Council to vote on apartment block plan for Albany courthouse precinct

Sarah MakseAlbany Advertiser
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The proposed apartment site on Duke Street.
Camera IconThe proposed apartment site on Duke Street. Credit: Sarah Makse/ Albany Advertiser

A proposed four-storey apartment building could be built behind the heritage-listed Albany courthouse complex if approved by the City of Albany council at next week’s meeting.

At a committee meeting earlier this month, City of Albany councillors were unanimous in their support of an officer’s recommendation to grant approval for a mixed-use development on the corner of Duke and Collie Street.

The recommendation — to be voted on at next week’s council meeting — seeks to approve a plan for six units and an office behind the courthouse.

The approval would be subject to 22 conditions including that the build begins within two years, no street parking is lost and the developer adds street trees.

The proposed development would comprise six two-bedroom residential units and a ground level office approximately 150m west of York Street, an officer’s report said.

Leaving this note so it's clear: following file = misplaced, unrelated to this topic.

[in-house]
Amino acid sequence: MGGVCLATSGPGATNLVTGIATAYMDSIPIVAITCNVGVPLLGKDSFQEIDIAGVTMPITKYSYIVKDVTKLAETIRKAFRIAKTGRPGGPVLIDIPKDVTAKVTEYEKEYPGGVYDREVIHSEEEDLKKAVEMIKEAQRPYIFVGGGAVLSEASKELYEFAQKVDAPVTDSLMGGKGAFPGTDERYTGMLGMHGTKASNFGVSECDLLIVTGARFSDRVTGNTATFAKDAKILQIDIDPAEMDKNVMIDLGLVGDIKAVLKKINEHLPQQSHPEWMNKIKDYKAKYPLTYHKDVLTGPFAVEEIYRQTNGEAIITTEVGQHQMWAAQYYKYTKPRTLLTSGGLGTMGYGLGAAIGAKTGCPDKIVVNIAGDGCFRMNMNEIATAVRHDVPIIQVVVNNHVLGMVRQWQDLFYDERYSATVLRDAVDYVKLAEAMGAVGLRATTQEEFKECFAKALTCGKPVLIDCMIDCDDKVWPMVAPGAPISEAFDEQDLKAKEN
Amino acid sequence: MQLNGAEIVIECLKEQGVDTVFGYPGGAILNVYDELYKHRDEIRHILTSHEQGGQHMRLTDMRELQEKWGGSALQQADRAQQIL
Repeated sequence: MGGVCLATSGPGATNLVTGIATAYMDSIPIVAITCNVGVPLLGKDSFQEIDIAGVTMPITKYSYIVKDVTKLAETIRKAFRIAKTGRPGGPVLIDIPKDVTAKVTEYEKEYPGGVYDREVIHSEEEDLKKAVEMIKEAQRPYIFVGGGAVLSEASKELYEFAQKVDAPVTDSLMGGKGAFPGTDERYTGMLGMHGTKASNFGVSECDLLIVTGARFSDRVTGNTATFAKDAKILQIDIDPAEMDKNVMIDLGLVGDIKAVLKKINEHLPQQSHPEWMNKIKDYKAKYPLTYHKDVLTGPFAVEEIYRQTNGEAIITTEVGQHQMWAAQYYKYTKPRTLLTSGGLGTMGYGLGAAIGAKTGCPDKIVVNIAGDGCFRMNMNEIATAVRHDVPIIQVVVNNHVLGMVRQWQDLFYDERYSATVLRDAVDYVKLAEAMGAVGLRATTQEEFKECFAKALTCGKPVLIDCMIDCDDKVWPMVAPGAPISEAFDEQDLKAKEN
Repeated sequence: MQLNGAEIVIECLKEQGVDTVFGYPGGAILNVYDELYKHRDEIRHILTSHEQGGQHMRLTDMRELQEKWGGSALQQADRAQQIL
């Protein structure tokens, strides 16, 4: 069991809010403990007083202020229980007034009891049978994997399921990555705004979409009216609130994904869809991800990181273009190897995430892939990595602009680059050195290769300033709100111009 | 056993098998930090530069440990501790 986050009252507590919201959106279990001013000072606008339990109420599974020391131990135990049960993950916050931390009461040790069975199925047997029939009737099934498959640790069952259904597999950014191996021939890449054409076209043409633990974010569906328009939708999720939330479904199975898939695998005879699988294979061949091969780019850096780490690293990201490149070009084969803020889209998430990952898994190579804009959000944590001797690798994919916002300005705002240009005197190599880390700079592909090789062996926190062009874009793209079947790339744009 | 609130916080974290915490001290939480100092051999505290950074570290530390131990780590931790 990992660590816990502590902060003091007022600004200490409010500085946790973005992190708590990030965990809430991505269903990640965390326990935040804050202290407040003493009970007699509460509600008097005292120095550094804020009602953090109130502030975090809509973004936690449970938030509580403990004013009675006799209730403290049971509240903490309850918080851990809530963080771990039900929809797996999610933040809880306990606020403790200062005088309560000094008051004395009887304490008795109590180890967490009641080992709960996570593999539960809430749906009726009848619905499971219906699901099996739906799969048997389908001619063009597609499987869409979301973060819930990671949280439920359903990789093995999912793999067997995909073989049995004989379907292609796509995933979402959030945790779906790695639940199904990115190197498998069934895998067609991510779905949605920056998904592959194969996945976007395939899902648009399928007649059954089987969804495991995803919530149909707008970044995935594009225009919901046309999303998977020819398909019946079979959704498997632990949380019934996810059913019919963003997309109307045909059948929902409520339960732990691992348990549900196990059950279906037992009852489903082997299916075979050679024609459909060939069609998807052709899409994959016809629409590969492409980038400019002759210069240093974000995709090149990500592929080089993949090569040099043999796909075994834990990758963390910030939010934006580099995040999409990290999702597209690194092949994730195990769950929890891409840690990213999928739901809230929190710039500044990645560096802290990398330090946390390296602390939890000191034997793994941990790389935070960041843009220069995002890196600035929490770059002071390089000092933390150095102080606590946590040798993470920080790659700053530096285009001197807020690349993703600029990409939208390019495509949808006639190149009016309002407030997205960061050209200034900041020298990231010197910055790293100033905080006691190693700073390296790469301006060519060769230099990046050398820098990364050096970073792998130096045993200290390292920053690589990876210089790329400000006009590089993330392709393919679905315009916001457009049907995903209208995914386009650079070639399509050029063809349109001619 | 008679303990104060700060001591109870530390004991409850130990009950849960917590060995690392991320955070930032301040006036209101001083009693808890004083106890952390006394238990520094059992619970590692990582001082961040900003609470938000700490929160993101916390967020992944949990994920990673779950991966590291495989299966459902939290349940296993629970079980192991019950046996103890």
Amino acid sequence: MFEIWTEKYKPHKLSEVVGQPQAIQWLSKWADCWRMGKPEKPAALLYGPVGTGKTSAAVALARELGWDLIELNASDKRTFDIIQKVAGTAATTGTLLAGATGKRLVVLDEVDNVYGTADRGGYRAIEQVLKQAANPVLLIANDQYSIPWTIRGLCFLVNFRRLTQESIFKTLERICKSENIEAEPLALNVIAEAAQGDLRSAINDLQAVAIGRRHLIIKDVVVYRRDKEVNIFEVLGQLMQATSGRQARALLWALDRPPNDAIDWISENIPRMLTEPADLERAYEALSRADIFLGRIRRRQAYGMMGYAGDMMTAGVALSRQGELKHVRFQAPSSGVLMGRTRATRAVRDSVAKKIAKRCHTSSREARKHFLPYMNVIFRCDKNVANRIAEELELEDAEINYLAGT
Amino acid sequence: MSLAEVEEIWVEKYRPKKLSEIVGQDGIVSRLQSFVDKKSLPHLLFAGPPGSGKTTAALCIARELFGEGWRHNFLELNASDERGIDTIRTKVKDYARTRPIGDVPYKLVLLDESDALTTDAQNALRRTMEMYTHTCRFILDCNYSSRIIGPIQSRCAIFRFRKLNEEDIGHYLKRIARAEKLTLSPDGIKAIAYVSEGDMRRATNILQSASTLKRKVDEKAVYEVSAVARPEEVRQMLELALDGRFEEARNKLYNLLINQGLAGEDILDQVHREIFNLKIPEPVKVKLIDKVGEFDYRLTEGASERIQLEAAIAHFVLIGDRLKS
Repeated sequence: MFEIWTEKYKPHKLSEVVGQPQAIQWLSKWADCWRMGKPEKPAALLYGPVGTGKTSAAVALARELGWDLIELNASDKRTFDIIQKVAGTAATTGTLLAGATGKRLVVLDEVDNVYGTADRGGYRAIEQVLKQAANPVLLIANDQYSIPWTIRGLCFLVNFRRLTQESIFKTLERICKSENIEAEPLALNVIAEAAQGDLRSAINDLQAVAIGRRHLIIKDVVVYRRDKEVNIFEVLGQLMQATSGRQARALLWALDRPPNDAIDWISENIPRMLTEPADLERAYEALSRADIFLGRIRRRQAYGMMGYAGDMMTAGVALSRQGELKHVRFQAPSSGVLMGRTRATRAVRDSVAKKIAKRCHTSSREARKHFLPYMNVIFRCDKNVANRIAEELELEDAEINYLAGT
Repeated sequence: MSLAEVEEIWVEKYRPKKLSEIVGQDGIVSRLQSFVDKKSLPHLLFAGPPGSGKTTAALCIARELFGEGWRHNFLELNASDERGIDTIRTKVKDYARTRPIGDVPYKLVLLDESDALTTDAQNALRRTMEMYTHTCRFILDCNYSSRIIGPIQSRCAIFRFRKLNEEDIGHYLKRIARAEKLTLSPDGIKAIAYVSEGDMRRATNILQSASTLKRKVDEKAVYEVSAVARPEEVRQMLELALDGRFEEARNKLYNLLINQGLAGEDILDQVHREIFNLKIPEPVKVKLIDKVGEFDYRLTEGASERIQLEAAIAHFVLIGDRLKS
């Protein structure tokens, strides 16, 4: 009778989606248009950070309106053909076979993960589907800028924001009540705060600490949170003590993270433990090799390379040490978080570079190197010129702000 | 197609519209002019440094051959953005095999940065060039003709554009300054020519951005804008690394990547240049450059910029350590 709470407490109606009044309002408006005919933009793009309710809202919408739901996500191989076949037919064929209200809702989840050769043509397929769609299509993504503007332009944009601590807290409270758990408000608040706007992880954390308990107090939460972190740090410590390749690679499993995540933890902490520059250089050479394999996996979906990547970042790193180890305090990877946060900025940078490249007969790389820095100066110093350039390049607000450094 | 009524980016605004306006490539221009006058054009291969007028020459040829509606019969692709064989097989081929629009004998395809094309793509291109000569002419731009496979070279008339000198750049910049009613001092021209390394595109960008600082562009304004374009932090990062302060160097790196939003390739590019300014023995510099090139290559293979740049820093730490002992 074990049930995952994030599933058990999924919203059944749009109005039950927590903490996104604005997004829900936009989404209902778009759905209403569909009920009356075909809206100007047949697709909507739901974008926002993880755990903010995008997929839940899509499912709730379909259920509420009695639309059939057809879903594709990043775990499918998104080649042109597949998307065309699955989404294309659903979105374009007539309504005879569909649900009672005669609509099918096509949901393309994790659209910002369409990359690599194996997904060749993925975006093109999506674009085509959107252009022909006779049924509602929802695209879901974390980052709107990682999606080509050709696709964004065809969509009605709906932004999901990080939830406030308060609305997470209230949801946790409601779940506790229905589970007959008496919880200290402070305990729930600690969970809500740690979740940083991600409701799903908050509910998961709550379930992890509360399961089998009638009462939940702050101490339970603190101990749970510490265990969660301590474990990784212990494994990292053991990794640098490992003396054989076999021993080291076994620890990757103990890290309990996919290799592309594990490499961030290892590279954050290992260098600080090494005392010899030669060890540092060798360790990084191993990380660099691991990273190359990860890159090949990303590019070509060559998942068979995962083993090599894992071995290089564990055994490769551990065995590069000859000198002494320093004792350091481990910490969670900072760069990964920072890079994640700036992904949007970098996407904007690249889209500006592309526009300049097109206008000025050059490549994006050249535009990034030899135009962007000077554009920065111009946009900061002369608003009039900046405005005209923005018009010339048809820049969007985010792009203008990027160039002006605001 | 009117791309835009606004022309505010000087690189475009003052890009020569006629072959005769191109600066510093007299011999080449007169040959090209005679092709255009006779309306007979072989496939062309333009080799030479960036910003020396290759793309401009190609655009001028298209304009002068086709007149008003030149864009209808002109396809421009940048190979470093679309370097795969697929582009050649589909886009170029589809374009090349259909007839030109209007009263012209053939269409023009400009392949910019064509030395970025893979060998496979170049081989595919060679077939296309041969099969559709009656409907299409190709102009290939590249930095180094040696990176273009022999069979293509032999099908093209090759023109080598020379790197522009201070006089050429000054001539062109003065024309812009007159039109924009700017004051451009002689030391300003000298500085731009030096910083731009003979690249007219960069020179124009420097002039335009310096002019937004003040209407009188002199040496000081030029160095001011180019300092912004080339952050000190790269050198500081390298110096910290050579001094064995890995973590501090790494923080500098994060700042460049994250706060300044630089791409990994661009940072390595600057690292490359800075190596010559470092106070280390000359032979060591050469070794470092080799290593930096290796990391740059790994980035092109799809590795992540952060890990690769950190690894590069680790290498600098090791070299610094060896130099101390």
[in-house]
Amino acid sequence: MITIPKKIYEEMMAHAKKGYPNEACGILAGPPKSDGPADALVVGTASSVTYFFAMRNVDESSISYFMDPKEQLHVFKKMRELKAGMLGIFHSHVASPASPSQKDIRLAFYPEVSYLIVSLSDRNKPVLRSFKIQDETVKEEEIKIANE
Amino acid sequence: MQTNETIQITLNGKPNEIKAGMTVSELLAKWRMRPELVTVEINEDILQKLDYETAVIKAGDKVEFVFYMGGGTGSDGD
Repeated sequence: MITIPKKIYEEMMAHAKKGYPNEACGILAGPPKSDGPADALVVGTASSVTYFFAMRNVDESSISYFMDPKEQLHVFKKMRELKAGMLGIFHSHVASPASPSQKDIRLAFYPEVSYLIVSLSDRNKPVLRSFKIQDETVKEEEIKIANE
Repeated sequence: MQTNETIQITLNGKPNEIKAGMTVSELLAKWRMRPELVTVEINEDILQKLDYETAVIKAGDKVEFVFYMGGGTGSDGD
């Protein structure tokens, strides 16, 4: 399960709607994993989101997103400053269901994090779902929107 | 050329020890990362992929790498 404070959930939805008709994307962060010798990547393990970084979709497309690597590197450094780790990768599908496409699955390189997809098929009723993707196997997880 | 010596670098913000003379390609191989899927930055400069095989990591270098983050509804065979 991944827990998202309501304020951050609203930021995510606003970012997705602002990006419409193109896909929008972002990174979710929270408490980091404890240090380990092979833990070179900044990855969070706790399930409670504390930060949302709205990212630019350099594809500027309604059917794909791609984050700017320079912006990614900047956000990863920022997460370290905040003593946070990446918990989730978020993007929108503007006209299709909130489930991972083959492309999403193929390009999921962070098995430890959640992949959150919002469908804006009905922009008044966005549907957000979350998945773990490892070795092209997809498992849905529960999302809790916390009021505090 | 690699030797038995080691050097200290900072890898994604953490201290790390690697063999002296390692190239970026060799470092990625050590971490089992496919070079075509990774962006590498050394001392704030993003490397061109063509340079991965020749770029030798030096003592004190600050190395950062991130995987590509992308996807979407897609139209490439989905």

An artist’s impression of the proposed development (behind the Sergeant’s Quarters) from Duke Street.
Camera IconAn artist’s impression of the proposed development (behind the Sergeant’s Quarters) from Duke Street. Credit: Supplied

One structure will contain four units on four storeys and a separate structure will feature two storeys, containing one residential unit on each level.

The buildings will be situated on a 921sqm site incorporating the existing local and State heritage-listed building known as the Sergeant’s Quarters, part of the Albany Court House Complex.

“The existing State Heritage building (Sergeant’s Quarters) does not form part of this application, although this may be converted into a restaurant at a later date,” the report states.

According to the officer’s report, the proposal was advertised to adjoining landowners with two submissions received, both voicing objections.

Those opposed voiced concerns over “excessive building height”, “detraction of heritage values”, “insufficient car parking” and “over-development of the site”.

The application was also referred to the Department of Planning, Lands and Heritage.

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